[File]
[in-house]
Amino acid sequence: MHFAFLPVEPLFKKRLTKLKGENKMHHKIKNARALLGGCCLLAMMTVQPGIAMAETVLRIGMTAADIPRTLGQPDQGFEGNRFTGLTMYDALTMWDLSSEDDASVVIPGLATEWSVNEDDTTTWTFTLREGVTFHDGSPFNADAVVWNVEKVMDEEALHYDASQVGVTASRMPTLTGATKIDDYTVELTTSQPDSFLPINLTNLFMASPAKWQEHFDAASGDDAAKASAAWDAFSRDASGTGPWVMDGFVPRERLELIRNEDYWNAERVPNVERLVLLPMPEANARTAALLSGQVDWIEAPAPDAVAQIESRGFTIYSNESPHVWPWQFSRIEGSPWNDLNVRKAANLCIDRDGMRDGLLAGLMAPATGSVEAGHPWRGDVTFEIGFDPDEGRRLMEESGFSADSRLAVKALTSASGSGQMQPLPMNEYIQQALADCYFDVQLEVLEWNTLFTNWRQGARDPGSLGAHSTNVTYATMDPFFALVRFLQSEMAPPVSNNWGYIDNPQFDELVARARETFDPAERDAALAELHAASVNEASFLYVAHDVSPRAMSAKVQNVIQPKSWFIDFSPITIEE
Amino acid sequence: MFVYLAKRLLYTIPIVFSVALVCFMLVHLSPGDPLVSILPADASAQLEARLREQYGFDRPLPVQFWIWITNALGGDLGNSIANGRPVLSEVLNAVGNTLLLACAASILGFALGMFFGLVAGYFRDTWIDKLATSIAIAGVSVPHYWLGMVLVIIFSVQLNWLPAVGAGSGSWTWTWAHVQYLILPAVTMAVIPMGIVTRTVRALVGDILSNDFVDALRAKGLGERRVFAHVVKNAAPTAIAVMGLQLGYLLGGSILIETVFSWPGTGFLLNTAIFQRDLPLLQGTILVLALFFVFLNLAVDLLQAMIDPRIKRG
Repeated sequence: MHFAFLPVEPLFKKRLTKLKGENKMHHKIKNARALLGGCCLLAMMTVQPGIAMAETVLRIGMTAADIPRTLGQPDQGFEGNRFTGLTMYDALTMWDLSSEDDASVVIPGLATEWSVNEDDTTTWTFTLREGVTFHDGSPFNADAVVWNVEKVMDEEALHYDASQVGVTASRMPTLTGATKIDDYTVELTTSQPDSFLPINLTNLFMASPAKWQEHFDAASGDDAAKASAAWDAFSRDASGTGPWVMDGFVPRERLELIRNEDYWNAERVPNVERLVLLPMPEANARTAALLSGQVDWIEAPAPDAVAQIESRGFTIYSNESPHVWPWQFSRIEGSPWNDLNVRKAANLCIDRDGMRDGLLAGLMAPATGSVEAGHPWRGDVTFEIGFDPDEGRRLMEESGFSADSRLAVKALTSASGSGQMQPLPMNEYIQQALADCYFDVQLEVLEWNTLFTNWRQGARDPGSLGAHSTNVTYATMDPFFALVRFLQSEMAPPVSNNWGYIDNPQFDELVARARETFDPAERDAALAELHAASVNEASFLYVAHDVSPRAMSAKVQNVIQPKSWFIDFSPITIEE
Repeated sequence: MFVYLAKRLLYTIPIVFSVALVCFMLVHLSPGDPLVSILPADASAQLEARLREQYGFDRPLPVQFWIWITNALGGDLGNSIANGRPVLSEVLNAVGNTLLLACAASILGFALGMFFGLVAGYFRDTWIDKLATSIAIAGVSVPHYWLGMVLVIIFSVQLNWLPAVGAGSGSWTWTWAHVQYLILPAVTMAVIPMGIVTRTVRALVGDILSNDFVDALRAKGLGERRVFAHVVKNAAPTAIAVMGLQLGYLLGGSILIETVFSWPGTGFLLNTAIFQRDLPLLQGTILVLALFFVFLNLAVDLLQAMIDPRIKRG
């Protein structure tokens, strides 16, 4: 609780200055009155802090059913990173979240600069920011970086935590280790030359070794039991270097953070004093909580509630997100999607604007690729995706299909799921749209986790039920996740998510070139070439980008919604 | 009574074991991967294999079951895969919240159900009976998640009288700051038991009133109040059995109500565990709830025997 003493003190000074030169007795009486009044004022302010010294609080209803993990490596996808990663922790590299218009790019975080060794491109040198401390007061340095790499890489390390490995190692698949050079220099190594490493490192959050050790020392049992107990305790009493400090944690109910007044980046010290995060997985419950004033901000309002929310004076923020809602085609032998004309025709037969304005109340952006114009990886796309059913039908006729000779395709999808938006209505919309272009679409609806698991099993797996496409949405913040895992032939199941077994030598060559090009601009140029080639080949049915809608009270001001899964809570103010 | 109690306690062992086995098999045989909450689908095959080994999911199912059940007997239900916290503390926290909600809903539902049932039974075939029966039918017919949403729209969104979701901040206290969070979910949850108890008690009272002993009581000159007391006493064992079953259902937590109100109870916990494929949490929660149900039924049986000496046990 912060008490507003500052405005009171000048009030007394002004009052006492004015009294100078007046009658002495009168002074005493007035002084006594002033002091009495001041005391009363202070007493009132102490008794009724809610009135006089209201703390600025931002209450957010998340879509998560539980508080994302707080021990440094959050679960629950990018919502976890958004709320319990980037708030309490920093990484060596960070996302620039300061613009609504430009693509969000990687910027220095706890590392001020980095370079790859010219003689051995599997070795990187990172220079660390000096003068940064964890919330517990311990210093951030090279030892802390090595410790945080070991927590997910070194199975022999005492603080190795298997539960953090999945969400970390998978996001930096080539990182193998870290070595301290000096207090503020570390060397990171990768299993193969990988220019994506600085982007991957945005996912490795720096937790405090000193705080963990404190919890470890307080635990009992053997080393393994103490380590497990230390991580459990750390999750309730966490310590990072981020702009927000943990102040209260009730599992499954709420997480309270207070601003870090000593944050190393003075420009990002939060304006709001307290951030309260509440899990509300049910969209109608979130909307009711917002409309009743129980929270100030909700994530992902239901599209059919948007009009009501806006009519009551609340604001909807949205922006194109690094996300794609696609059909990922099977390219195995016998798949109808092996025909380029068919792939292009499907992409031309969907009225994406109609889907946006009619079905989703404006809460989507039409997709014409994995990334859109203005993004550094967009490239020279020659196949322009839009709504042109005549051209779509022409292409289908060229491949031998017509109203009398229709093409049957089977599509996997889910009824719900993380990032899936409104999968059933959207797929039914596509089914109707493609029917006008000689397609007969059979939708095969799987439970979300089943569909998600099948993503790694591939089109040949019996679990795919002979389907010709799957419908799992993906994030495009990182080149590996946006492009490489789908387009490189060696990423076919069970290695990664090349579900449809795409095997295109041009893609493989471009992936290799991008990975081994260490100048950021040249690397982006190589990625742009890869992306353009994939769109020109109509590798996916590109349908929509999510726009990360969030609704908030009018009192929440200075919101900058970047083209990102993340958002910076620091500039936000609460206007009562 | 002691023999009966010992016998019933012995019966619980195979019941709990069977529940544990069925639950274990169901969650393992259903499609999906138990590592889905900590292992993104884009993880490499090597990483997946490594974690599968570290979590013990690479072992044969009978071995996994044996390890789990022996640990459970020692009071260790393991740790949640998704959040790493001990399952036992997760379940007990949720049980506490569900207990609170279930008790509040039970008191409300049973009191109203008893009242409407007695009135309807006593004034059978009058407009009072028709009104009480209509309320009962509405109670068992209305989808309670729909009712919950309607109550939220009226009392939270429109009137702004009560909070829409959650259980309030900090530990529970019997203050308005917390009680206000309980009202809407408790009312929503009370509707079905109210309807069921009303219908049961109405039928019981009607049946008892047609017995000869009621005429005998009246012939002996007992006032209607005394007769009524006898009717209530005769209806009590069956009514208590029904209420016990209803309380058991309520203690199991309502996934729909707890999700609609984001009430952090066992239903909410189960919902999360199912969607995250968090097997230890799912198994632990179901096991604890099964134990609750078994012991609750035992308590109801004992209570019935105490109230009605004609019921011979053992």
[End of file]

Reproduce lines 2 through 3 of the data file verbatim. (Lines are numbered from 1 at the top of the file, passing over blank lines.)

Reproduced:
Amino acid sequence: MHFAFLPVEPLFKKRLTKLKGENKMHHKIKNARALLGGCCLLAMMTVQPGIAMAETVLRIGMTAADIPRTLGQPDQGFEGNRFTGLTMYDALTMWDLSSEDDASVVIPGLATEWSVNEDDTTTWTFTLREGVTFHDGSPFNADAVVWNVEKVMDEEALHYDASQVGVTASRMPTLTGATKIDDYTVELTTSQPDSFLPINLTNLFMASPAKWQEHFDAASGDDAAKASAAWDAFSRDASGTGPWVMDGFVPRERLELIRNEDYWNAERVPNVERLVLLPMPEANARTAALLSGQVDWIEAPAPDAVAQIESRGFTIYSNESPHVWPWQFSRIEGSPWNDLNVRKAANLCIDRDGMRDGLLAGLMAPATGSVEAGHPWRGDVTFEIGFDPDEGRRLMEESGFSADSRLAVKALTSASGSGQMQPLPMNEYIQQALADCYFDVQLEVLEWNTLFTNWRQGARDPGSLGAHSTNVTYATMDPFFALVRFLQSEMAPPVSNNWGYIDNPQFDELVARARETFDPAERDAALAELHAASVNEASFLYVAHDVSPRAMSAKVQNVIQPKSWFIDFSPITIEE
Amino acid sequence: MFVYLAKRLLYTIPIVFSVALVCFMLVHLSPGDPLVSILPADASAQLEARLREQYGFDRPLPVQFWIWITNALGGDLGNSIANGRPVLSEVLNAVGNTLLLACAASILGFALGMFFGLVAGYFRDTWIDKLATSIAIAGVSVPHYWLGMVLVIIFSVQLNWLPAVGAGSGSWTWTWAHVQYLILPAVTMAVIPMGIVTRTVRALVGDILSNDFVDALRAKGLGERRVFAHVVKNAAPTAIAVMGLQLGYLLGGSILIETVFSWPGTGFLLNTAIFQRDLPLLQGTILVLALFFVFLNLAVDLLQAMIDPRIKRG